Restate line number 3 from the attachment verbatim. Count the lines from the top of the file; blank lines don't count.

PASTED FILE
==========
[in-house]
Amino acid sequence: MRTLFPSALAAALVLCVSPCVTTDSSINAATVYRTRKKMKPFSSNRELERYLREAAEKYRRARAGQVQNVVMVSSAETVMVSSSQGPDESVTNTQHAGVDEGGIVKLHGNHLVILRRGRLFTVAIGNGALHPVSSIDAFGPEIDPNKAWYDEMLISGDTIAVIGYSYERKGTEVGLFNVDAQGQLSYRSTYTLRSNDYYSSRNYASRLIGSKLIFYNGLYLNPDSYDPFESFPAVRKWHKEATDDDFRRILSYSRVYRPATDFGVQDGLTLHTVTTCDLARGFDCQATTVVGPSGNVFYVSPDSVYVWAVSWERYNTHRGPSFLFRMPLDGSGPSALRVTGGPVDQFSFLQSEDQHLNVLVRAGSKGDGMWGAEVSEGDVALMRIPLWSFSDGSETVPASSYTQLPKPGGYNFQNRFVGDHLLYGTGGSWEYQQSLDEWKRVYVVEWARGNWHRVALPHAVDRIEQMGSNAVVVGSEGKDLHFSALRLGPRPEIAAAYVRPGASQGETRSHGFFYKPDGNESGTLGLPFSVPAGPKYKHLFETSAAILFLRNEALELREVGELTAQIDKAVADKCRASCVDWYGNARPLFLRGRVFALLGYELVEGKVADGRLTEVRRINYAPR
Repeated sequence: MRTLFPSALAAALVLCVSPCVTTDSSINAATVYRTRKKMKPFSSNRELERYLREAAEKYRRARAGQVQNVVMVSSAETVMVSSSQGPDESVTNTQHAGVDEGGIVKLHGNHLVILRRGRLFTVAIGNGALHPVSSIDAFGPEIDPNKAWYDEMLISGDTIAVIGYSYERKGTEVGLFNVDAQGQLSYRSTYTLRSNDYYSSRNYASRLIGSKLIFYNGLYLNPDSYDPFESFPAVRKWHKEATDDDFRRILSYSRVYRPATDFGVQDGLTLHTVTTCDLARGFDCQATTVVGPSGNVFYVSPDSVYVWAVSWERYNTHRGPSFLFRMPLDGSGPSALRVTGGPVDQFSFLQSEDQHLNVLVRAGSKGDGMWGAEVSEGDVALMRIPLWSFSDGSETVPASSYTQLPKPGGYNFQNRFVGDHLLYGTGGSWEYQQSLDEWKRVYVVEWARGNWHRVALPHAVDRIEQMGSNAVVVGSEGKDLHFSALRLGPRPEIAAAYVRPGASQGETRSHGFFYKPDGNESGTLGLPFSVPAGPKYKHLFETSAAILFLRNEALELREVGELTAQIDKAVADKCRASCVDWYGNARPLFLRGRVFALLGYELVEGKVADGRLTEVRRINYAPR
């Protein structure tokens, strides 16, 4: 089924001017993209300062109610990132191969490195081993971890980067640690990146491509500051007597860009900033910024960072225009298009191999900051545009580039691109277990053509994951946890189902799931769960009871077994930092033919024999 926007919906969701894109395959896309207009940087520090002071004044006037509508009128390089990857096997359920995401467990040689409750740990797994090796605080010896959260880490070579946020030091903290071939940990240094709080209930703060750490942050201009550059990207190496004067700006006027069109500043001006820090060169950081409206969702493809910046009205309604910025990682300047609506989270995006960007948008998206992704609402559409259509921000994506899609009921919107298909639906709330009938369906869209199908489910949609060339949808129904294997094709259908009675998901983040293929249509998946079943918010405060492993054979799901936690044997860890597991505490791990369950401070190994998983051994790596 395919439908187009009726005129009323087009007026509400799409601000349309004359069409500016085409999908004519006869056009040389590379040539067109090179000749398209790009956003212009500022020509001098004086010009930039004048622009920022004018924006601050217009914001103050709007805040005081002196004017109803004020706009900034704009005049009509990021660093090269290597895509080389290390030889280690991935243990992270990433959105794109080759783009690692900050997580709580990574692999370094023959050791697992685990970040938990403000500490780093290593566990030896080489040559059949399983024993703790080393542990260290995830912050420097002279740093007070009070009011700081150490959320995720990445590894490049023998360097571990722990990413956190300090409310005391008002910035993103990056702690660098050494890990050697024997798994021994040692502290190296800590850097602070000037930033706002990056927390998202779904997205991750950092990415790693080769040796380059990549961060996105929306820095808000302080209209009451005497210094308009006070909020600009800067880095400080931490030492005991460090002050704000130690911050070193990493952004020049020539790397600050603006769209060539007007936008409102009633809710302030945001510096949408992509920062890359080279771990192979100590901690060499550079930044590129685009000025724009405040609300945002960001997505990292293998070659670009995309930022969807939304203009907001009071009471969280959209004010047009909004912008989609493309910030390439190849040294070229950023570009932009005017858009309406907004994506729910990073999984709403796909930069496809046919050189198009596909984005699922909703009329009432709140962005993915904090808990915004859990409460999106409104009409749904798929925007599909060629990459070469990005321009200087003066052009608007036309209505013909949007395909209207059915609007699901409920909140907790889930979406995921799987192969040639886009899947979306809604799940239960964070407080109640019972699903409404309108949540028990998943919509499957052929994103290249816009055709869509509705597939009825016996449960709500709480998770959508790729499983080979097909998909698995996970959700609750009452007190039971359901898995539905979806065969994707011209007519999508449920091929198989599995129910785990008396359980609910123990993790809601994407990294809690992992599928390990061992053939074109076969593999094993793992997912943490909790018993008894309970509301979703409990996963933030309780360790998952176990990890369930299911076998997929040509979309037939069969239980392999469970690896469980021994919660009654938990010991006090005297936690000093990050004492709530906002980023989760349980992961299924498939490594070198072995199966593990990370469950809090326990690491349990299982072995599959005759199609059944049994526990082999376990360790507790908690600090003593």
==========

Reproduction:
Repeated sequence: MRTLFPSALAAALVLCVSPCVTTDSSINAATVYRTRKKMKPFSSNRELERYLREAAEKYRRARAGQVQNVVMVSSAETVMVSSSQGPDESVTNTQHAGVDEGGIVKLHGNHLVILRRGRLFTVAIGNGALHPVSSIDAFGPEIDPNKAWYDEMLISGDTIAVIGYSYERKGTEVGLFNVDAQGQLSYRSTYTLRSNDYYSSRNYASRLIGSKLIFYNGLYLNPDSYDPFESFPAVRKWHKEATDDDFRRILSYSRVYRPATDFGVQDGLTLHTVTTCDLARGFDCQATTVVGPSGNVFYVSPDSVYVWAVSWERYNTHRGPSFLFRMPLDGSGPSALRVTGGPVDQFSFLQSEDQHLNVLVRAGSKGDGMWGAEVSEGDVALMRIPLWSFSDGSETVPASSYTQLPKPGGYNFQNRFVGDHLLYGTGGSWEYQQSLDEWKRVYVVEWARGNWHRVALPHAVDRIEQMGSNAVVVGSEGKDLHFSALRLGPRPEIAAAYVRPGASQGETRSHGFFYKPDGNESGTLGLPFSVPAGPKYKHLFETSAAILFLRNEALELREVGELTAQIDKAVADKCRASCVDWYGNARPLFLRGRVFALLGYELVEGKVADGRLTEVRRINYAPR